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Sharing Lessons from Biodiversity and Climate Change Projects in ASEAN
date_range6 March, 2015


Protected area management has always had its challenges: habitat loss and destruction, poaching of wildlife, law enforcement, encroachment, and many more. In recent years, protected areas with increasingly fragile biodiversity had to contend with increasing pressures from climate change. This provided the impetus for the establishment of the Biodiversity and Climate Change Project (BCCP) by the ASEAN Centre for Biodiversity (ACB) and Germany’s GIZ.

Addressing the interface between biodiversity and climate change, the project has supported ACB through studies in areas such as payment for ecosystem services and management effectiveness of protected areas, capacity building activities, organization of the 4th ASEAN Heritage Parks (AHP) Conference, and the funding of six pilot initiatives in selected AHPs and protected areas in Lao PDR, Myanmar, Philippines and Viet Nam.

The pilot initiatives are “Strengthening the Management of Nam Ha National Protected Area through the Development of Community-based Ecotourism” in Lao PDR; “Development of a Collaborative Management System for Indawgyi Lake Wildlife Sanctuary” and “Ecosystem Management and Biodiversity Conservation through Community Participation in Meinmahla Kyun Wildlife Sanctuary”, both in Myanmar; “Improved Management of Mt. Malindang Range Natural Park through Participatory Approaches and Development of Ecotourism and Agro-based Production” and “Enhancing Biodiversity Awareness at the Makiling Botanic Gardens and Mt. Makiling Forest Reserve” both in the Philippines; “Development of Guidelines for Biodiversity Management Plan to Mitigate and Adapt Climate Change in Bai Tu Long National Park” and “Adaptation to Climate Change Impacts in Marine Protected Areas”, both in Viet Nam.

The BCCP also funded the introduction of organic vegetable farming in Mt. Malindang Range Natural Park in the Philippines. The project provided additional livelihood options for the indigenous peoples’ community and reduced dependence on the park’s resources.

The results, challenges, recommendations, and future steps upon the conclusion of these projects were discussed at the Closing Workshop for the ACB-GIZ BCCP Pilot Projects on February 7-10, 2015 in Ha Long City, Viet Nam. Organized by the ACB-GIZ BCCP and the Biodiversity Conservation Agency of Viet Nam, the workshop discussed good practices and lessons learned from the projects.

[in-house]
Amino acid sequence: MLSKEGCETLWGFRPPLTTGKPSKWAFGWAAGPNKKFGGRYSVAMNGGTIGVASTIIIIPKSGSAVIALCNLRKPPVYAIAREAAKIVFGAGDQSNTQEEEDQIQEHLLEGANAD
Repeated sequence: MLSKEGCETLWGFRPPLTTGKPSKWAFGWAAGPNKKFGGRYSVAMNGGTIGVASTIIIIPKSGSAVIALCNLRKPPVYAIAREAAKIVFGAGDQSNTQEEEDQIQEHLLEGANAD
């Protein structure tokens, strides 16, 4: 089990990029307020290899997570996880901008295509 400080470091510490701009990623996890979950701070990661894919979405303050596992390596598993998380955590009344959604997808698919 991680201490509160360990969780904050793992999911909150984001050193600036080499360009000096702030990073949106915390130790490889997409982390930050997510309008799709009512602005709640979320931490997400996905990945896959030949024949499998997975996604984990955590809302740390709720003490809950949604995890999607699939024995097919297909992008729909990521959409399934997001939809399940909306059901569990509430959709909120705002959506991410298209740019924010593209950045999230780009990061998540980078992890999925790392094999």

The projects provided insights to endeavors that sought to balance issues of biodiversity conservation, climate change, and local community welfare. Some successful initiatives include the introduction of firewood saving stoves in Myanmar to reduce dependence on firewood and lessen extraction of wood in protected areas. The projects highlighted the significance of engaging multiple stakeholders to ensure the success of conservation actions, as well as the importance of strategic public awareness activities to generate greater appreciation for protected areas and biodiversity conservation.

During the workshop, the participants recognized that management of AHPs and protected areas needs to build staff capacity; develop strategies to reduce pressures on biodiversity; develop comprehensive data collection and management systems; and establish market systems for products and services. There should be clear mechanisms for policy translation across all levels, including a feedback mechanism to ensure that policies are appropriate and fully implemented.

The workshop participants concluded that the implementation of the pilot projects has been successful, with areas for improvement, such as timely release of funds; need for sound monitoring and evaluation; strategies for sharing lessons and experiences; and replication and up-scaling of successful project impacts. Valuable lessons and good practices from the BCCP pilot projects will pave the way for future collaborations that aim to further strengthen biodiversity conservation in the ASEAN region.

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